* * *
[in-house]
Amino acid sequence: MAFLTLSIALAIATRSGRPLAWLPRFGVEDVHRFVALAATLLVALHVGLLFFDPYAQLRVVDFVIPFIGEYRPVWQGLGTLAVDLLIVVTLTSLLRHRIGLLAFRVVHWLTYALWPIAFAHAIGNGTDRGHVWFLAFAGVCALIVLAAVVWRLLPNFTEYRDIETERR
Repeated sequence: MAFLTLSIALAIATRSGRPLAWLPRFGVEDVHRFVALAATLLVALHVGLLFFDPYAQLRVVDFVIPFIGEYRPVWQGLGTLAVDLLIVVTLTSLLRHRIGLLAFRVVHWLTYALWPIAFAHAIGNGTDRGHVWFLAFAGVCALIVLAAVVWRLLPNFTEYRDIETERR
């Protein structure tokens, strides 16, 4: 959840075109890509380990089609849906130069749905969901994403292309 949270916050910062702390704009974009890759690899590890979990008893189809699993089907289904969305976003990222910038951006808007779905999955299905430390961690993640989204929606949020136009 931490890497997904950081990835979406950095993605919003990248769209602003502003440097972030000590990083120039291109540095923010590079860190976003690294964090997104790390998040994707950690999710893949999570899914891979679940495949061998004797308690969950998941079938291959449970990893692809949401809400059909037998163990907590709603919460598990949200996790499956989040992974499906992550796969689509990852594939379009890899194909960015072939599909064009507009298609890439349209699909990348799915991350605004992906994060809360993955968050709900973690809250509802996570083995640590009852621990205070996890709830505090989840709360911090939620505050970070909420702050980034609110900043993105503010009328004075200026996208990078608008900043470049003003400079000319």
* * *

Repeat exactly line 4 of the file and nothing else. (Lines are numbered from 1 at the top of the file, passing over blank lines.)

């Protein structure tokens, strides 16, 4: 959840075109890509380990089609849906130069749905969901994403292309 949270916050910062702390704009974009890759690899590890979990008893189809699993089907289904969305976003990222910038951006808007779905999955299905430390961690993640989204929606949020136009 931490890497997904950081990835979406950095993605919003990248769209602003502003440097972030000590990083120039291109540095923010590079860190976003690294964090997104790390998040994707950690999710893949999570899914891979679940495949061998004797308690969950998941079938291959449970990893692809949401809400059909037998163990907590709603919460598990949200996790499956989040992974499906992550796969689509990852594939379009890899194909960015072939599909064009507009298609890439349209699909990348799915991350605004992906994060809360993955968050709900973690809250509802996570083995640590009852621990205070996890709830505090989840709360911090939620505050970070909420702050980034609110900043993105503010009328004075200026996208990078608008900043470049003003400079000319």